``````

desired scatter plot:

Below is the scatter plot I want to achieve. It is just a simulated scatter plot inspired by page 32 of NBER working paper titled Temperature Effects on Productivity and Factor Reallocation: Evidence from a Half Million Chinese Manufacturing Plants - an ungated version is available here, and page orientation can be fixed throughout the file by running the following from command line:
`pdftk w23991.pdf cat 1-31 32-37east 38-40 41east 42-44 45east 46 output w23991-oriented.pdf`

Desired scatter plot:

In this plot, black point line is estimated regression (either baseline or restricted spline regression) coefficient, and dot blue line is 95% confidence interval based on clustered standard errors.

I just contacted with paper's author, and they just simply use `Excel` to get that plot. Basically, they just used `Estimate`, right and left side of 95% confidence interval data to produce a plot. I know that sort of plot in `Excel` is insanely easy, but I am interested to do it in `R`. Is that doable? Any idea?

I'd like a more programmatic approach to rendering the plot by using `R`instead of using `Excel`. Any smart move?

• This doesn't sound like a programming question so much as a stats question. You might want to try posting on stats.stackexchange.com. You'll need to make your question much more concise to get any feedback there though. – mikeck Jun 13 at 14:25
• Your code works fine, and you are producing regression results. You just don't think they are good quality and want to learn about better approaches, which is a stats question. – mikeck Jun 13 at 15:02
• You should probably cite/link the related paper you mentioned – Hack-R Jun 21 at 0:18
• in terms of your `gamm` code, I believe the syntax is `gamm(ln_gdp_percapita ~ temperature + precipitation + bin_1 + bin_2 + s(year) + s(region), random=list(region=~1), data=dat)`, however, you can also fit it using `gam` : `gam(ln_gdp_percapita ~ temperature + precipitation + bin_1 + bin_2 + s(year) + s(region) + s(region, bs="re"), data=dat)` – user20650 Jun 21 at 20:51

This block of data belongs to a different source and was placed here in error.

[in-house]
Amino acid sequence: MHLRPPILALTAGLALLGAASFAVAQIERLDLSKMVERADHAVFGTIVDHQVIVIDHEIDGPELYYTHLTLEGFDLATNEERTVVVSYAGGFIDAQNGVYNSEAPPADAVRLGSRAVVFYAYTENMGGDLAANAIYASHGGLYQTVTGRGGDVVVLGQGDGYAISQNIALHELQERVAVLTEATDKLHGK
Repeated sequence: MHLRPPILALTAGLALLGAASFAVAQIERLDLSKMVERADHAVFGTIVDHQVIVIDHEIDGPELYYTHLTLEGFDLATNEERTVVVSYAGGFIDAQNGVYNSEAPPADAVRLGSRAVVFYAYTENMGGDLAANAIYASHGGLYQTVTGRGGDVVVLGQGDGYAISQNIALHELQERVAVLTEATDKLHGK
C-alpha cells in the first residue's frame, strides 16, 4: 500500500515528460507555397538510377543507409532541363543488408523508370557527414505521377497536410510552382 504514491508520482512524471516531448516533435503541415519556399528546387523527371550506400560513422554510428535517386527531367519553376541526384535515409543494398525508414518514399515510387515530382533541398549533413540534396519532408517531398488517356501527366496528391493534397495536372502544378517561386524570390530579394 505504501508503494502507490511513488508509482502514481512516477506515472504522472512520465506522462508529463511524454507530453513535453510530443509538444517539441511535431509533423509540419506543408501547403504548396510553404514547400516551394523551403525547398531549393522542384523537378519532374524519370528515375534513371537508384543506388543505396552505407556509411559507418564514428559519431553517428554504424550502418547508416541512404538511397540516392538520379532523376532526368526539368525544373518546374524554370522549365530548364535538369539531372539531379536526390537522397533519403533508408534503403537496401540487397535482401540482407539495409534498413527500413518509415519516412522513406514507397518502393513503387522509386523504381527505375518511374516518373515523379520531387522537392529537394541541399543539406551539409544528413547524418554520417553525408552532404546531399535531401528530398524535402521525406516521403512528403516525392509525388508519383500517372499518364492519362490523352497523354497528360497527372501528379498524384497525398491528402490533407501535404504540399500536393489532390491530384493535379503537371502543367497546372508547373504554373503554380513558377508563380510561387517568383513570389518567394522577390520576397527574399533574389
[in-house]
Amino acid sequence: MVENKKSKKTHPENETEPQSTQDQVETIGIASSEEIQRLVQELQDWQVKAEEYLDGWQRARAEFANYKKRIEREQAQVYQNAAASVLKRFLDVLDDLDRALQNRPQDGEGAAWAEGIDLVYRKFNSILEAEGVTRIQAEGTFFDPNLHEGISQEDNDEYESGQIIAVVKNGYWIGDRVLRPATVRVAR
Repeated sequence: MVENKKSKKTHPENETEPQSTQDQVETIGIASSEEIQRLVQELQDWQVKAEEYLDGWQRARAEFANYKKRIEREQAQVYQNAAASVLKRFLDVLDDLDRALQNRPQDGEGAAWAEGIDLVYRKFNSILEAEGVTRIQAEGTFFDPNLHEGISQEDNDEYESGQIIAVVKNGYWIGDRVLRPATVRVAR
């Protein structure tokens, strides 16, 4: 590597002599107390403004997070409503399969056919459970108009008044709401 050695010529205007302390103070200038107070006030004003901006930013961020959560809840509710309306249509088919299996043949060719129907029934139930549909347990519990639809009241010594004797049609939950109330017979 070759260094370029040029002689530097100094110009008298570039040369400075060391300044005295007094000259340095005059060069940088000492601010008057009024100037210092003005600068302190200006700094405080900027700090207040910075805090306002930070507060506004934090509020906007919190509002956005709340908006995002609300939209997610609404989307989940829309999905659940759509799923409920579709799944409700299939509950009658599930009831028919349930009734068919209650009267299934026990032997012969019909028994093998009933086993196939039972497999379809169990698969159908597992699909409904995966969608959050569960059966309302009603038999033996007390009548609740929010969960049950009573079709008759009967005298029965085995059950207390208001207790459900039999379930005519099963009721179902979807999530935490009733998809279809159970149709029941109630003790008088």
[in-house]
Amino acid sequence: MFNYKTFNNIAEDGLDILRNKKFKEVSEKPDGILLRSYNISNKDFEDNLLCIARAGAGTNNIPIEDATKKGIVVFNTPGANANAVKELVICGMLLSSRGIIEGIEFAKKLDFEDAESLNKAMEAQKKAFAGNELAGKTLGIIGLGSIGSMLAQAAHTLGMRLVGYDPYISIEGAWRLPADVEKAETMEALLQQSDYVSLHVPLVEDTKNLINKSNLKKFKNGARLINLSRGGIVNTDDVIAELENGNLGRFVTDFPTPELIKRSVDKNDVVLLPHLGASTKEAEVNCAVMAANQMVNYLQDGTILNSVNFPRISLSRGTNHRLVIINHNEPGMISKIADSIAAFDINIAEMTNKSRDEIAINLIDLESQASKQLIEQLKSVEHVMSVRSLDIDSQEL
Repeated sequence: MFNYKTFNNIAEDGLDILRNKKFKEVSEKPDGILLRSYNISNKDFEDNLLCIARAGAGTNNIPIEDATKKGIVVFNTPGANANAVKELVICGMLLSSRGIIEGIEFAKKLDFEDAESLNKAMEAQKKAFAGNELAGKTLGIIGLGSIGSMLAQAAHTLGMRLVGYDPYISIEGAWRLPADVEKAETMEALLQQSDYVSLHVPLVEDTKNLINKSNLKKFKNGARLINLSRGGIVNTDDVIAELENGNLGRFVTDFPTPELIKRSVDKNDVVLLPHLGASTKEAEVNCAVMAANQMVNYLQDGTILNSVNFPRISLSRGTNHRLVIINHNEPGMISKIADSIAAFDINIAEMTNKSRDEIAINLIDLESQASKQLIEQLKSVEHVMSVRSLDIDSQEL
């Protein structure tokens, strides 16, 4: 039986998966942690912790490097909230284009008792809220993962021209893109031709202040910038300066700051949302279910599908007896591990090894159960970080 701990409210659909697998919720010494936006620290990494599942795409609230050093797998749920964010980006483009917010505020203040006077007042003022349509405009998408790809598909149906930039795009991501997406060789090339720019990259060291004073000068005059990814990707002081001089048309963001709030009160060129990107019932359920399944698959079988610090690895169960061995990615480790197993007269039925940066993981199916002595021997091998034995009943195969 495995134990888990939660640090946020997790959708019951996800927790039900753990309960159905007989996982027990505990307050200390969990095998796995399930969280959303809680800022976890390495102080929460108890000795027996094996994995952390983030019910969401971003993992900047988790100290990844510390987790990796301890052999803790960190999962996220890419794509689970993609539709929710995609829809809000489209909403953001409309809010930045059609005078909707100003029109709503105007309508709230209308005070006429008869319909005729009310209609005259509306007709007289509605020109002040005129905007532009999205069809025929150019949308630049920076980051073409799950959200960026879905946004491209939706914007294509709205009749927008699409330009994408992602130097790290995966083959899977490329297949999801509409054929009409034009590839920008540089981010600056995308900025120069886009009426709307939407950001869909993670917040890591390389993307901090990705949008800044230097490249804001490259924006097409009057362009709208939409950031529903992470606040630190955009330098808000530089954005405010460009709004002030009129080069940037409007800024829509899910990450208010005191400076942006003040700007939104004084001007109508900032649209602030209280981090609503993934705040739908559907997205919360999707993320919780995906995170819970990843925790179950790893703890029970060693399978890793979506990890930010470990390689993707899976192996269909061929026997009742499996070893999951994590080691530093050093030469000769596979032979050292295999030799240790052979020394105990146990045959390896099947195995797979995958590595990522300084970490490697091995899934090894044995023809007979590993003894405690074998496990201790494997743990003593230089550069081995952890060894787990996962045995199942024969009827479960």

• @Andy.Jian You may want to try the `R` package `ggplot2` which allows for the creation of highly complex publication quality graphics. An example with confidence bands: stackoverflow.com/questions/14033551/… – Adam Smith Jun 22 at 16:41

Preface: I'm not at all familiar with the statistics underlying this question. What follows is just possibly helpful getting started with `ggplot2`. Let me know what you think.

``````set.seed(1) # make following random data same for everyone
dat <- data.frame(index=rep(c("dex111", "dex112", "dex113", "dex114", "dex115"),
each=30),
year=1980:2009,
region= rep(c("Berlin", "Stuttgart", "Böblingen",
"Wartburgkreis", "Eisenach"), each=30),
ln_gdp_percapita=rep(sample.int(40, 30), 5),
ln_gva_agr_perworker=rep(sample.int(45, 30), 5),
temperature=rep(sample.int(50, 30), 5),
precipitation=rep(sample.int(60, 30), 5),
bin1=rep(sample.int(32, 30), 5),
bin2=rep(sample.int(34, 30), 5),
bin3=rep(sample.int(36, 30), 5),
bin4=rep(sample.int(38, 30), 5),
bin5=rep(sample.int(40, 30), 5),
bin6=rep(sample.int(42, 30), 5),
bin7=rep(sample.int(44, 30), 5),
bin8=rep(sample.int(46, 30), 5),
bin9=rep(sample.int(48, 30), 5),
bin10=rep(sample.int(50, 30), 5),
bin11=rep(sample.int(52, 30), 5))

library(plm)
pdf <- pdata.frame(dat, index=c("region", "year"))
model.b <- plm(ln_gdp_percapita ~
bin1+bin2+bin3+bin4+bin5+bin6+bin7+bin8+bin9+bin10+bin11,
data=pdf, model="pooling", effect="twoways")
pdf\$ln_gdp_percapita_predicted <- plm:::predict.plm(model.b, pdf)

library(ggplot2)
x <- ggplot(pdf, aes(y=ln_gdp_percapita_predicted, x=temperature))+
geom_point()+
geom_smooth(method=lm, formula=y~x, se=TRUE, level=.95)+ # see ?geom_smooth
ylab("ln_gdp_percapita_predicted")+
ggtitle("ln_gdp_percapita modeled as temperature")

ggsave("scatter_plot_2.png")
x
``````

Update:

Make a plot from `res` (see `??coefplot` for more info):

``````res <- plm:::summary.plm(model.b, cluster=c("c"))

library(coefplot)
coefplot::coefplot(res)
ggsave("model.b.coefplot.png")
``````